Advice for the “nudge unit” – remember rebound effects and design pilots carefully

This is a guest post by Paul Dolan, Professor in the Department of Social Policy at the London School of Economics. It was first published on the LSE’s British Policy and Politics blog.

As an author of the MINDSPACE report and a former member of the Behavioural Insights Team (BIT) in the Cabinet Office, I read the recent BIT report on Behaviour Change and Energy Use. I think it represents a great improvement on the first report on health. But I would like to draw attention to three substantive issues.

The most basic issue relates to compensating behaviours and rebound effects. Remarkably, neither is discussed at all in the report. Yet we know from some (admittedly not entirely robust) evidence that about half of the benefits in energy saving are offset elsewhere. And this is without looking too hard at the other possible offsetting effects, including ‘licencing’ effects. We are gathering evidence across a range of contexts (admittedly, largely from lab studies) that these effects could potentially more than offset all of the gains from intervention. The evidence is flimsy but the issues are important and should be made explicit in the report. Drawing attention to such issues will help in the design of the field studies, which should seek to capture as many spillover effects as possible.

The second issue relates to experimental design. I am delighted that the BIT are planning some field studies. These could be flagship studies so they should be designed as robustly as possible. But there are some concerns. In the social networks study, were Kingston and Merton truly randomised? How will the design mitigate for John Henry and Hawthorne effects? And can the study expect to establish any long term equilibrium effects from a three month study? Overall, for the studies described, there is little discussion of time frames of analyses, the sustainability of effects, and the threats to both internal and external validity. The BIT should also make clear how they will randomise and seek to avoid self-selection effects, as these are obviously crucial to how we interpret the results.

The third issue relates to the quality of evidence. In the collective rewards study, what is the rationale for ignoring robust hedonic price regression analysis in favour of surveys that lack any degree of external (and probably internal) validity? Similarly, for the Energy Performance Certificates (EPC), why care about what people say when house prices data tell you what people do in relation to the EPC (I suspect that 18% claiming that EPC’s influence their house buying decisions is an exaggeration of the real effect).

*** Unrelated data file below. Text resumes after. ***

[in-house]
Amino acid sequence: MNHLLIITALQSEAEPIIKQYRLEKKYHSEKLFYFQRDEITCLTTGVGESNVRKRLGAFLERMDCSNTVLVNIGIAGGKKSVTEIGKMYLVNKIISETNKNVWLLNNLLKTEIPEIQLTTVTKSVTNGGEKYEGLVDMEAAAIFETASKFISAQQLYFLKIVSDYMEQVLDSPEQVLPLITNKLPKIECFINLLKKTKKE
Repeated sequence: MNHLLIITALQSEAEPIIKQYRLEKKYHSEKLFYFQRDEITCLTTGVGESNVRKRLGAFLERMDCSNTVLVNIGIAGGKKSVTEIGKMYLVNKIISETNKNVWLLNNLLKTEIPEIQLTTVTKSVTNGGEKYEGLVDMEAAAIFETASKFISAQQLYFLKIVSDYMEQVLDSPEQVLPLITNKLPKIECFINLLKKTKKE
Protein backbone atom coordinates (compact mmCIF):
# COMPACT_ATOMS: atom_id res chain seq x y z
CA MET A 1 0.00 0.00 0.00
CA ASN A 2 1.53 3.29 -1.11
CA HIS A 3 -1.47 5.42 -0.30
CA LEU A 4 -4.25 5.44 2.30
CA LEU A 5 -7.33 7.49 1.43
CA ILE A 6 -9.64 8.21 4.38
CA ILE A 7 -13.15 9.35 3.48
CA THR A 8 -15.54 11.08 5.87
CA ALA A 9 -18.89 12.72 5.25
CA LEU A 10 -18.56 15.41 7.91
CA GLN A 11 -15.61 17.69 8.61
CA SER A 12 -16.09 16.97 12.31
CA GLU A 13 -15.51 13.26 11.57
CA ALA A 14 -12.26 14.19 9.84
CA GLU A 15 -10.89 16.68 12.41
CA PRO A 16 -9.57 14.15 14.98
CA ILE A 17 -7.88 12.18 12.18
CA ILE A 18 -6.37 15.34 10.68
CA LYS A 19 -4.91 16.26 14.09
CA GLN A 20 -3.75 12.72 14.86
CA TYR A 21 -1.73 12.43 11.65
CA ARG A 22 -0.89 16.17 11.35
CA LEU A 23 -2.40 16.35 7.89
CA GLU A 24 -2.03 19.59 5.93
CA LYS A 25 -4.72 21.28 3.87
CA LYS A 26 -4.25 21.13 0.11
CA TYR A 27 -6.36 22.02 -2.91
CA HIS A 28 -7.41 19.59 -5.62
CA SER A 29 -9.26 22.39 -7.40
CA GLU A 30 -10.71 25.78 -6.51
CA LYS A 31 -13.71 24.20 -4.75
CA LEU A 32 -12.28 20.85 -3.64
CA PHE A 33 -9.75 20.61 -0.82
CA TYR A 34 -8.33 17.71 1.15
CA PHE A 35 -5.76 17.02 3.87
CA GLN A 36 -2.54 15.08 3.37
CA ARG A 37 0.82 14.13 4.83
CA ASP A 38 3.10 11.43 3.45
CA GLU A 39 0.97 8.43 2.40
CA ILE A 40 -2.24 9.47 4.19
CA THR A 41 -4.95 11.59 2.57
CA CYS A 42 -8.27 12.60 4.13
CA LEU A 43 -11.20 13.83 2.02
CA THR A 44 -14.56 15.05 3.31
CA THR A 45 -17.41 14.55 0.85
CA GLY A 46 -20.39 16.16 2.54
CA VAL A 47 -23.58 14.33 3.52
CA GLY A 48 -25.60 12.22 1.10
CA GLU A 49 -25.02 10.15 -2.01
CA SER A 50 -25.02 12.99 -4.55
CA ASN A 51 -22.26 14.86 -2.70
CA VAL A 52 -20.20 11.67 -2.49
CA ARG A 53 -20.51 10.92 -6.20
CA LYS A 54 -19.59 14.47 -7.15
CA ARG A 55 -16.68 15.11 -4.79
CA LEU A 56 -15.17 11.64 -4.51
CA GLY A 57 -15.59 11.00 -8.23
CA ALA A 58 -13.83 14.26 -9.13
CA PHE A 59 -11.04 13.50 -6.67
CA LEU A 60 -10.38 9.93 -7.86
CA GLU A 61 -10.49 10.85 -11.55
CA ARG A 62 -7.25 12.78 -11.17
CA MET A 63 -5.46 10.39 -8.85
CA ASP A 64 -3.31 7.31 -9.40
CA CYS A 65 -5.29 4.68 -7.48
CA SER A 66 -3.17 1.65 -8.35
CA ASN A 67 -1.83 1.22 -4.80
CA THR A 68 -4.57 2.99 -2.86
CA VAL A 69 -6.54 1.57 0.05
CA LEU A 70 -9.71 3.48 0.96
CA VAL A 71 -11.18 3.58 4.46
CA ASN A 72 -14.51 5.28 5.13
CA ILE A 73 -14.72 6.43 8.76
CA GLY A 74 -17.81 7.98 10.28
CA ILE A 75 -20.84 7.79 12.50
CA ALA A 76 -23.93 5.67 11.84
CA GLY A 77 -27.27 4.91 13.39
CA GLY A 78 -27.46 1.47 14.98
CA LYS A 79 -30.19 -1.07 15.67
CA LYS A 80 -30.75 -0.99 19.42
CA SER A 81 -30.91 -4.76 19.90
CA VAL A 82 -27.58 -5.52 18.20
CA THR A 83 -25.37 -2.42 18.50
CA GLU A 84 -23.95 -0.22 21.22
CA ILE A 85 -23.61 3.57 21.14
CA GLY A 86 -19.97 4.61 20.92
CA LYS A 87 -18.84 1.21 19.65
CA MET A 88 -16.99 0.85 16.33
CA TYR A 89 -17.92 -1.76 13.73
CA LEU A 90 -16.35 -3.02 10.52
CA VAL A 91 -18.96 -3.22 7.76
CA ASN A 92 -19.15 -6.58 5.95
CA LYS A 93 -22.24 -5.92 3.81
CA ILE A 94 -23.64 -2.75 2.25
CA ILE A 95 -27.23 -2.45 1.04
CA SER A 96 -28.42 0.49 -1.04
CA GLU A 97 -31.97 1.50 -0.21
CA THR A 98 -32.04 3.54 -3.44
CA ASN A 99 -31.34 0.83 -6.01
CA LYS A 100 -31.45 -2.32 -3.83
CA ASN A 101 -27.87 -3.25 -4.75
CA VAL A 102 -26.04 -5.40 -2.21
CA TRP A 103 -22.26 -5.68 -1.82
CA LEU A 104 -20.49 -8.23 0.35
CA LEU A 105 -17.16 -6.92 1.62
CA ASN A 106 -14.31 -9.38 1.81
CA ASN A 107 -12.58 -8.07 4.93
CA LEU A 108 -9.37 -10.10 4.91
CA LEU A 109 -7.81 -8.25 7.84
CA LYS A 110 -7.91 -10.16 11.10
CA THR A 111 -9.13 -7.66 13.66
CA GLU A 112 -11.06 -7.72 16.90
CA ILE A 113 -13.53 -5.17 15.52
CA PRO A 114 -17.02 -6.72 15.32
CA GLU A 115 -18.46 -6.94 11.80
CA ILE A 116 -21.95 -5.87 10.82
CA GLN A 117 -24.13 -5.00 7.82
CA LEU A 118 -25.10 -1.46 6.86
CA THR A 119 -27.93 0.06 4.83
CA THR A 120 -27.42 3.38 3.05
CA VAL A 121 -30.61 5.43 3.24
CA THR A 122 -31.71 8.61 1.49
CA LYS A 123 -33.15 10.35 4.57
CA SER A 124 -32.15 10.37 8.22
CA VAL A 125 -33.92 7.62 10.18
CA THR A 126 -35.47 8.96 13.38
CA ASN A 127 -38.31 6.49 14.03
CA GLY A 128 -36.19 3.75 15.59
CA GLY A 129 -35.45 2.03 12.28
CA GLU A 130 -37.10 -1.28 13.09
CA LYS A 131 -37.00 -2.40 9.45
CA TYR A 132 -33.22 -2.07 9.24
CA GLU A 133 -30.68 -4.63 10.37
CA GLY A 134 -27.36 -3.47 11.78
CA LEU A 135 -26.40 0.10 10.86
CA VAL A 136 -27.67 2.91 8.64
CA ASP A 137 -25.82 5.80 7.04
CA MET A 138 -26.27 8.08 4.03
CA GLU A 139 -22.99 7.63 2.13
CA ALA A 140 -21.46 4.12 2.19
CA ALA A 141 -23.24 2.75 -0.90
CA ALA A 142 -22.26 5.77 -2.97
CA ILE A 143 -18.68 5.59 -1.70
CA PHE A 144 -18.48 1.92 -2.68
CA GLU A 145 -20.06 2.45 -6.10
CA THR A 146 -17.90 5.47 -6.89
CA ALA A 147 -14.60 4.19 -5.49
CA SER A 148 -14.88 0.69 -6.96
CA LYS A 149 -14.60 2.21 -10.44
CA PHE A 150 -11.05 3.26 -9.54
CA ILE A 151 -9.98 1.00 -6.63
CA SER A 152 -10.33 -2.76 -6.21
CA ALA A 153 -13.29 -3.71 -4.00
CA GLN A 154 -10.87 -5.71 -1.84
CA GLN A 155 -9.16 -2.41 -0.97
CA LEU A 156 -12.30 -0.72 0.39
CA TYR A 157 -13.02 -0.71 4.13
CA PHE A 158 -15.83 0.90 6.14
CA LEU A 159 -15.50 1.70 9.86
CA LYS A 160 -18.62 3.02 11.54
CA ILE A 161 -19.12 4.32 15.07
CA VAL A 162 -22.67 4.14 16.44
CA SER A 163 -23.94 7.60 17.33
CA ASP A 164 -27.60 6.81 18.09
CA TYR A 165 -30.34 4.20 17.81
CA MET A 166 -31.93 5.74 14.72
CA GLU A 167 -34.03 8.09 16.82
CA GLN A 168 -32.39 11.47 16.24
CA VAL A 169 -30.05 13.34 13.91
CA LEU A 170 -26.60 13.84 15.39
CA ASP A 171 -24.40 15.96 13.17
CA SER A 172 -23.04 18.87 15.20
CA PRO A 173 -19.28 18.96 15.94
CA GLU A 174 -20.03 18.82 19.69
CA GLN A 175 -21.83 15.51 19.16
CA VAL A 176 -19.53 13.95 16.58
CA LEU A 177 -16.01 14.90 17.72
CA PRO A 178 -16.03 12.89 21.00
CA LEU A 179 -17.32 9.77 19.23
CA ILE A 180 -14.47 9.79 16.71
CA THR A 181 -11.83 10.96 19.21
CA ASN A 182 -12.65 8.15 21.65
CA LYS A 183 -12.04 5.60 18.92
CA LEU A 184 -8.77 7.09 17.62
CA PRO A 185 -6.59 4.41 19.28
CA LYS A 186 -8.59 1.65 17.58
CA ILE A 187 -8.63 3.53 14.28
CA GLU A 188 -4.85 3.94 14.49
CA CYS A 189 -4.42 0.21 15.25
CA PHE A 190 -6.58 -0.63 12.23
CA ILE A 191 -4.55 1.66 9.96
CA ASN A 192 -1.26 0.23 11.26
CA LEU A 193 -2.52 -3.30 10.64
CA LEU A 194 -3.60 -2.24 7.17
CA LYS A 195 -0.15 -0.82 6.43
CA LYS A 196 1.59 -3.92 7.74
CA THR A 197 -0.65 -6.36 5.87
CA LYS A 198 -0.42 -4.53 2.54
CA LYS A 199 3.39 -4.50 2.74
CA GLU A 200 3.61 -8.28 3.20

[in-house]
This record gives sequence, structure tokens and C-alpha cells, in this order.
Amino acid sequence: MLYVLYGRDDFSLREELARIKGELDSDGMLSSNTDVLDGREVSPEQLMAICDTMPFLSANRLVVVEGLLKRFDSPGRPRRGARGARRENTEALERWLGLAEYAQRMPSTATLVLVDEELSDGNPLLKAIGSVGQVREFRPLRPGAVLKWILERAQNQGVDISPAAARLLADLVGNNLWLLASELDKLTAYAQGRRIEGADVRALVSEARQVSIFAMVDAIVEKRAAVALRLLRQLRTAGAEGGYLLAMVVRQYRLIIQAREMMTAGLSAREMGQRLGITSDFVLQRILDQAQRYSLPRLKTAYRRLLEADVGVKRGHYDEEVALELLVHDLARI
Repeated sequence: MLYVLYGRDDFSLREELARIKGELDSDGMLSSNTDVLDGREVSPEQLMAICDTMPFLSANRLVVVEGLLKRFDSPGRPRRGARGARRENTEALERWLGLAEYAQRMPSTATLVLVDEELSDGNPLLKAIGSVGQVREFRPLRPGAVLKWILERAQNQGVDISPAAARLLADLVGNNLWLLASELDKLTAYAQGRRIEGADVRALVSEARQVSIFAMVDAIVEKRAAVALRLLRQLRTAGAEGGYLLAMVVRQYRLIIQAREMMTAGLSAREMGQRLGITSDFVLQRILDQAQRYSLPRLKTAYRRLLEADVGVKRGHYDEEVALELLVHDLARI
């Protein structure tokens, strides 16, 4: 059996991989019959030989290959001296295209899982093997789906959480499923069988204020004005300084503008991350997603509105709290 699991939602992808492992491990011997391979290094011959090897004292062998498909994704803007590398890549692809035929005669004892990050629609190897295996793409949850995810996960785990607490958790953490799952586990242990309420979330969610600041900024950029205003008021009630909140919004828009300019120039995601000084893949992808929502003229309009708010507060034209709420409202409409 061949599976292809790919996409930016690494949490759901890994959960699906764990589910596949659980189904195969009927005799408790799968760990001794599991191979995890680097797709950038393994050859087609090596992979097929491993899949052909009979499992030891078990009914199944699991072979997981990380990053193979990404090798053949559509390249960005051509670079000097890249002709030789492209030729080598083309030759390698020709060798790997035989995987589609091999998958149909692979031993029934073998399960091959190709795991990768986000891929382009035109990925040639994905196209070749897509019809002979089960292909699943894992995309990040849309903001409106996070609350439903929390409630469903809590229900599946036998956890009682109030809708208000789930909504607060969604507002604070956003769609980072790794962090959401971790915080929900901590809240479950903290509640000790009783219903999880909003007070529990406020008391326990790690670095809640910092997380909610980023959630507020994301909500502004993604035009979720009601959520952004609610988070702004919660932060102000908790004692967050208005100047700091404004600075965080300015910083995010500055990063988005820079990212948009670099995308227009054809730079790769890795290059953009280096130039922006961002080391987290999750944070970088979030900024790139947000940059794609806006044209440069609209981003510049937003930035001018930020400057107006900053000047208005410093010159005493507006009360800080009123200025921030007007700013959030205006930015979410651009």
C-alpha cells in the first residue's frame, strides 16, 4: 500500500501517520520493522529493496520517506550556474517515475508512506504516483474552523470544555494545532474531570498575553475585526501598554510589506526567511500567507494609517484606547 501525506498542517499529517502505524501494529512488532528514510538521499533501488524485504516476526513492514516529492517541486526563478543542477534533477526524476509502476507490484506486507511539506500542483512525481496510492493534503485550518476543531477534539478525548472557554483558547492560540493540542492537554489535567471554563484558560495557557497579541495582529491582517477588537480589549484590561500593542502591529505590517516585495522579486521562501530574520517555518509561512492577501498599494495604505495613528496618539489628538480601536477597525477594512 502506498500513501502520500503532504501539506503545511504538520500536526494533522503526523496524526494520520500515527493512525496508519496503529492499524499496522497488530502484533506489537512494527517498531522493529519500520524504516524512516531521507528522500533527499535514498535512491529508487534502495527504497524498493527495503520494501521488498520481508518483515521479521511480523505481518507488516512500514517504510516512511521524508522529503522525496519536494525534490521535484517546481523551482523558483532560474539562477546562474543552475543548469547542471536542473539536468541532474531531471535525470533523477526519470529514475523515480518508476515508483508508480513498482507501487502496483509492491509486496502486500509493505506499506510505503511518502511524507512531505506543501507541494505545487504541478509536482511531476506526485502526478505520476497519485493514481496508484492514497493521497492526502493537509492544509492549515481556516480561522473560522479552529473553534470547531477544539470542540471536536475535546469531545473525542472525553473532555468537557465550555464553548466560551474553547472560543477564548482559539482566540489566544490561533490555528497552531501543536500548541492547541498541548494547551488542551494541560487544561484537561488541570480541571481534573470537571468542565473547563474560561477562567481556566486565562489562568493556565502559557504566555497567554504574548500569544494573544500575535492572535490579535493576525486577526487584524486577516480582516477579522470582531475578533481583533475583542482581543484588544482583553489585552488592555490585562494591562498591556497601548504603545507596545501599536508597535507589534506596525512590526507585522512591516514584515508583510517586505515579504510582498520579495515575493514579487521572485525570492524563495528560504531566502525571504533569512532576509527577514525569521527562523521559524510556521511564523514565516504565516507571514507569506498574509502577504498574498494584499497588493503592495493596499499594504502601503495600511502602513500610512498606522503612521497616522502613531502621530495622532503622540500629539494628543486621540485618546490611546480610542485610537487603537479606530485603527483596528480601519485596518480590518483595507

• Paul Dolan makes important points, especially about the rebound effect. This is a major issue, so far neglected by policymakers. At the Universities of Surrey and Sussex my colleagues Steve Sorrell, Mona Chitnis, Angela Druckman and Tim Jackson are working on detailed modelling of rebound effects in relation to household consumption. This work builds on analysis from the University of Surrey’s RESOLVE programme on sustainable lifestyles and consumption, and is part of a new DEFRA-funded initiative, the Sustainable Lifestyles Research Group (SLRG), which runs from 2010 to 2013.
    So far the team has developed preliminary estimates of the rebound effects following five types of energy efficiency improvement by an average UK household : cavity wall insulation, loft insulation, tank insulation, energy efficient lighting, fuel efficient vehicles and solar thermal. The rebound effects have been estimated over different time periods taking into account anticipated changes in household income and the GHG intensity of electricity generation. These findings were presented at the IAEE International Conference in Stockholm in June 2011. Work in progress includes analysis of rebound effects by income group.
    This project is at an early stage but it is clear that rebound effects are significant and complex, have been overlooked and urgently need to be taken into account in policy design.
    The team has published initial results from their rebound effect modelling in this recent journal paper:
    Druckman, A.; Chitnis, M.; Sorrell, S.; Jackson, T. (2011), ‘Missing carbon reductions: exploring rebound and backfire effects in UK households’, Energy Policy , 39, 3572-3581.

  • I concur with the comments made here about the rebound effect. I would also add that the BIT report on Behaviour Change and Energy Use makes the same error that I see being made by several players in this field, namely: its fixation on “Information” (the word is used over forty times in the 35-page document).

    As someone developing a practical approach to the problem of behaviour change and energy use, my research in this area has led me to conclude that “Consumers need Motivation, not Information.”

    The word “motivation” however, appears only once in the BIT report.

    To paraphrase the (very) late Mr W. Stanley Jevons, this surely represents “a confusion of ideas”.

    Read more here:

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